The r and i band filters have radial dependence in their transmissions, and we have replaced them with r2 and i2 filters with better uniformity.  The old and new filters are similar, but not identical, and they introduce spatially varying response function in the survey.  To account for it, we use the effective response function to translate the r and i band photometry into fiducial r2 and i2 photometry.  The estimated offsets have not been applied to the photometry in the database (it is as quoted by the pipeline). The user can apply the correction by joining the magnitude offset table, pdr3_{dud,wide}.mag_corr.  The correction is estimated for each object.  So, you want to join tables using object_id.  We failed to estimate the correction for a very small fraction of objects and the correction is not available for objects observed in a single filter by definition.  Always do left join.

## Missing data in DEEP2-F3

Due to a processing error, seven i-band visits (31.5 min in total) are excluded from tract=9463 (DEEP2-F3) from the coaddition stage and the tract has i2-band data only.  The coadd is thus shallower than it should be by ~0.2 mag. This will be fixed in our next release.

## Catastrophic flux calibration failures

The joint flux calibration is performed using FGCM, but a tiny fraction of the CCD images have incorrect calibrations applied due to bad outlier rejection (25 CCD images out of 2,822,678 CCD images used for Wide). We identify these CCDs as an image with a strong spatial gradient in the flux calibration, with at least one pixel having an inverted flux (i.e., the calibration applied to that pixel is negative).  There are probably more CCDs that are less problematic but still bad.  This problem is visible particularly in warps because these are the images that are flux-calibrated by FGCM.  The warps are then added together to generate coadds. We have visually inspected the potentially affected coadds, but we see no obvious artifact. It may be that the artifact rejection algorithm rejected those problematic warps during the coaddition. It is unlikely that the coadd images as well as catalogs are significantly affected, but warps are affected. We provide a list of problematic images below.

#### List of affected CCDs

 Filter Visit CCD HSC-G 103020 065 HSC-G 126312 011 HSC-G 183672 014 HSC-G 183914 053 HSC-G 193802 017 HSC-R 11392 084 HSC-R 23912 024 HSC-R 23918 081 HSC-R 23924 078 HSC-R2 105194 086 HSC-R2 105228 050 HSC-R2 203718 039 HSC-R2 203766 000 HSC-R2 96740 067 HSC-I2 101534 067 HSC-I2 177594 095 HSC-I2 177630 072 HSC-I2 177672 086 HSC-Y 00442 091 HSC-Y 00458 049 HSC-Y 00464 093 HSC-Y 00468 084 HSC-Y 135836 021 HSC-Y 27032 032 HSC-Y 27042 008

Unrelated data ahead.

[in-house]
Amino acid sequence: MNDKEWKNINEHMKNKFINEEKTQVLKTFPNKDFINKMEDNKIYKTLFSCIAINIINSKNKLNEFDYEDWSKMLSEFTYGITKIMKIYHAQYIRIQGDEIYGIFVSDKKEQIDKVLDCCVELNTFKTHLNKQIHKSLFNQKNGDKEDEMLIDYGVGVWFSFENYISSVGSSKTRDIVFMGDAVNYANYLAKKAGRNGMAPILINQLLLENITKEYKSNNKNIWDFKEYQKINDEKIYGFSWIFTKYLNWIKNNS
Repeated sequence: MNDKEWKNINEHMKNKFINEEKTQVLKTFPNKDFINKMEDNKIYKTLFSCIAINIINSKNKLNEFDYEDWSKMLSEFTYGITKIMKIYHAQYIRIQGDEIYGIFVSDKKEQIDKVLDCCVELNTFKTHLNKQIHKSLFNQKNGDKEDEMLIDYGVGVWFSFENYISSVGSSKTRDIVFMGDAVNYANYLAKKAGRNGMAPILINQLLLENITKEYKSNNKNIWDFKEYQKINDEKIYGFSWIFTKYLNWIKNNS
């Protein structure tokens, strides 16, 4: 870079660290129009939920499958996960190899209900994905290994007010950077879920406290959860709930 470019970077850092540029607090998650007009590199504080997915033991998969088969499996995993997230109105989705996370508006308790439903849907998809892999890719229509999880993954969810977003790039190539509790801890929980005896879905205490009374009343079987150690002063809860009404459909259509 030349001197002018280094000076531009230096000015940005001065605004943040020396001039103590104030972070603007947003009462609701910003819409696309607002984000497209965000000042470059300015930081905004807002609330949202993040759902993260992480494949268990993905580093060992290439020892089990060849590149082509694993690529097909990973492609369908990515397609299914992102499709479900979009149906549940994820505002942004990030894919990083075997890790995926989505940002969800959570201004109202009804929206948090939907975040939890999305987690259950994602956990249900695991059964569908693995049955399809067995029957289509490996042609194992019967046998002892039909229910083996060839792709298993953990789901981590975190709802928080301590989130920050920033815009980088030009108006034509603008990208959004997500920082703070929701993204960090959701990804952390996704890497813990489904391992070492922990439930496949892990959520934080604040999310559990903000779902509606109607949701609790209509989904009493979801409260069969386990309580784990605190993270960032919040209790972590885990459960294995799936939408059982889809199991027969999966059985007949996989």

## Pixel flags in UltraDeep fields

A flag, pixelflags_crcenter is set for an object if a cosmic ray is detected within 3 pixels from the center of that object in any of the individual visits going into the coadd.  In the CCD processing, cosmic rays are identified and interpolated, but because interpolation does not normally work well at object centers, we recommend excluding objects with this flag set to select objects with clean photometry in the Wide area.

However, doing so can be problematic in the UD fields, which include 100 or more visits, any one of which could be affected by a cosmic ray, giving a substantial chance of the object being excluded. The figure below illustrates the effect. The figure shows the number of objects in the COSMOS field, on a grid of 0.05 deg, after excluding objects with  pixelflags_crcenter applied. The number density in the UD region is only 2/3 that in the surrounding D pointings, even though the UD data are considerably deeper.  The figure is for the $i$-band, but the other filters show exactly the same trend.  If we do not apply the flag cut, the UD region shows a considerably larger source density than the Deep pointings, as expected. We therefore suggest not to apply the cosmic ray and interpolated pixel flags in D/UD, where there is a large number of visits and effects of cosmic rays are minor on coadds.

Number of detected objects on a 0.05 deg grid after rejecting objects with the cosmic ray pixel flag set in the D/UD-COSMOS field. The color-coding shows the number of objects. Recall the central pointing is the UD pointing and the surrounding 4 pointings are D pointings.